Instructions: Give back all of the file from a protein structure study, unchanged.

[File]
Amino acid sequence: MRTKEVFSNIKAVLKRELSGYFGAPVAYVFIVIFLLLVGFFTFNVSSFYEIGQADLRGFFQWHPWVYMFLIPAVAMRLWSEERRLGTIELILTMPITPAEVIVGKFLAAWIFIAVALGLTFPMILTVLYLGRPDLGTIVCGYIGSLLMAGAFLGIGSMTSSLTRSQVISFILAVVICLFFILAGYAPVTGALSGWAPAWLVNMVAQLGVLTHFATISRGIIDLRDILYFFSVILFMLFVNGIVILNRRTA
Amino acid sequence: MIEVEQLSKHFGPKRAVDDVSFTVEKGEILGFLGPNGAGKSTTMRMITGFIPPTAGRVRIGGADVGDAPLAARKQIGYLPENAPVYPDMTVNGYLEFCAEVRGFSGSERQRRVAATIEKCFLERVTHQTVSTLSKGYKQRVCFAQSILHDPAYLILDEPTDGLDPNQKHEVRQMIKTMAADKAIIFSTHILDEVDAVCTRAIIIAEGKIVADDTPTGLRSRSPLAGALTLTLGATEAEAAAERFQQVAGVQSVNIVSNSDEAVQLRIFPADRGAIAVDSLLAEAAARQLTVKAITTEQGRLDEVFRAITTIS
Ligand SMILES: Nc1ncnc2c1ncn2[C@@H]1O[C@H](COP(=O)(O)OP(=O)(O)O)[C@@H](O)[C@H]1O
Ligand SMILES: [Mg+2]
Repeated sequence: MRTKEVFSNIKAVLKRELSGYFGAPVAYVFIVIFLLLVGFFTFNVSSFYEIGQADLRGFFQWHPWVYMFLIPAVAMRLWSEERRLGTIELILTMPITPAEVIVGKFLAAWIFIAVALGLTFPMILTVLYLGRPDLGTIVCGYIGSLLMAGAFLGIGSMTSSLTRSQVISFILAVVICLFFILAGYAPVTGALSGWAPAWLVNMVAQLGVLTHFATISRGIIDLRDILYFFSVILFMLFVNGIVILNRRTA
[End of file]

Amino acid sequence: MRTKEVFSNIKAVLKRELSGYFGAPVAYVFIVIFLLLVGFFTFNVSSFYEIGQADLRGFFQWHPWVYMFLIPAVAMRLWSEERRLGTIELILTMPITPAEVIVGKFLAAWIFIAVALGLTFPMILTVLYLGRPDLGTIVCGYIGSLLMAGAFLGIGSMTSSLTRSQVISFILAVVICLFFILAGYAPVTGALSGWAPAWLVNMVAQLGVLTHFATISRGIIDLRDILYFFSVILFMLFVNGIVILNRRTA
Amino acid sequence: MIEVEQLSKHFGPKRAVDDVSFTVEKGEILGFLGPNGAGKSTTMRMITGFIPPTAGRVRIGGADVGDAPLAARKQIGYLPENAPVYPDMTVNGYLEFCAEVRGFSGSERQRRVAATIEKCFLERVTHQTVSTLSKGYKQRVCFAQSILHDPAYLILDEPTDGLDPNQKHEVRQMIKTMAADKAIIFSTHILDEVDAVCTRAIIIAEGKIVADDTPTGLRSRSPLAGALTLTLGATEAEAAAERFQQVAGVQSVNIVSNSDEAVQLRIFPADRGAIAVDSLLAEAAARQLTVKAITTEQGRLDEVFRAITTIS
Ligand SMILES: Nc1ncnc2c1ncn2[C@@H]1O[C@H](COP(=O)(O)OP(=O)(O)O)[C@@H](O)[C@H]1O
Ligand SMILES: [Mg+2]
Repeated sequence: MRTKEVFSNIKAVLKRELSGYFGAPVAYVFIVIFLLLVGFFTFNVSSFYEIGQADLRGFFQWHPWVYMFLIPAVAMRLWSEERRLGTIELILTMPITPAEVIVGKFLAAWIFIAVALGLTFPMILTVLYLGRPDLGTIVCGYIGSLLMAGAFLGIGSMTSSLTRSQVISFILAVVICLFFILAGYAPVTGALSGWAPAWLVNMVAQLGVLTHFATISRGIIDLRDILYFFSVILFMLFVNGIVILNRRTA